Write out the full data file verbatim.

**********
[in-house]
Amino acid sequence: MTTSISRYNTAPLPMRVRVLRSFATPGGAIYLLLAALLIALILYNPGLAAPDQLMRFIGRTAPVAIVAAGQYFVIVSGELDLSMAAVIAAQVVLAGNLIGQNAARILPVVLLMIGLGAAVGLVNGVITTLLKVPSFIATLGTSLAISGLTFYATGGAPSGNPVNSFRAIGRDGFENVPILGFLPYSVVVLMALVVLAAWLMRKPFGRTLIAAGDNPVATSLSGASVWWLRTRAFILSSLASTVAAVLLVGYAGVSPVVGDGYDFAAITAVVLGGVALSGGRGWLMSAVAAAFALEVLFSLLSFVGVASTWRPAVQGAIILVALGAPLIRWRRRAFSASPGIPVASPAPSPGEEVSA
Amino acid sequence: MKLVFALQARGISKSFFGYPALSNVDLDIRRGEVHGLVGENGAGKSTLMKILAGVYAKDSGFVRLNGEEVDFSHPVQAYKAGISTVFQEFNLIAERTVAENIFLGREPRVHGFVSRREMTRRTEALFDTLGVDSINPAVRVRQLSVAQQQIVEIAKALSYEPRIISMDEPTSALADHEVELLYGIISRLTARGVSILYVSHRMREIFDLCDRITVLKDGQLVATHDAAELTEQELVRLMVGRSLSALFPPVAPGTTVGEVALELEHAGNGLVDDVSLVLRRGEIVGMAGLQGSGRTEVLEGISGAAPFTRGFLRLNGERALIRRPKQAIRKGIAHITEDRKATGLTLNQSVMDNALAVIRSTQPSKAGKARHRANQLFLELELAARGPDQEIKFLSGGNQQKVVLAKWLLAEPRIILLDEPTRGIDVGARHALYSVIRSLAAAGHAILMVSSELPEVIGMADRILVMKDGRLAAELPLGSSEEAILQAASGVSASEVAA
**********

[in-house]
Amino acid sequence: MTTSISRYNTAPLPMRVRVLRSFATPGGAIYLLLAALLIALILYNPGLAAPDQLMRFIGRTAPVAIVAAGQYFVIVSGELDLSMAAVIAAQVVLAGNLIGQNAARILPVVLLMIGLGAAVGLVNGVITTLLKVPSFIATLGTSLAISGLTFYATGGAPSGNPVNSFRAIGRDGFENVPILGFLPYSVVVLMALVVLAAWLMRKPFGRTLIAAGDNPVATSLSGASVWWLRTRAFILSSLASTVAAVLLVGYAGVSPVVGDGYDFAAITAVVLGGVALSGGRGWLMSAVAAAFALEVLFSLLSFVGVASTWRPAVQGAIILVALGAPLIRWRRRAFSASPGIPVASPAPSPGEEVSA
Amino acid sequence: MKLVFALQARGISKSFFGYPALSNVDLDIRRGEVHGLVGENGAGKSTLMKILAGVYAKDSGFVRLNGEEVDFSHPVQAYKAGISTVFQEFNLIAERTVAENIFLGREPRVHGFVSRREMTRRTEALFDTLGVDSINPAVRVRQLSVAQQQIVEIAKALSYEPRIISMDEPTSALADHEVELLYGIISRLTARGVSILYVSHRMREIFDLCDRITVLKDGQLVATHDAAELTEQELVRLMVGRSLSALFPPVAPGTTVGEVALELEHAGNGLVDDVSLVLRRGEIVGMAGLQGSGRTEVLEGISGAAPFTRGFLRLNGERALIRRPKQAIRKGIAHITEDRKATGLTLNQSVMDNALAVIRSTQPSKAGKARHRANQLFLELELAARGPDQEIKFLSGGNQQKVVLAKWLLAEPRIILLDEPTRGIDVGARHALYSVIRSLAAAGHAILMVSSELPEVIGMADRILVMKDGRLAAELPLGSSEEAILQAASGVSASEVAA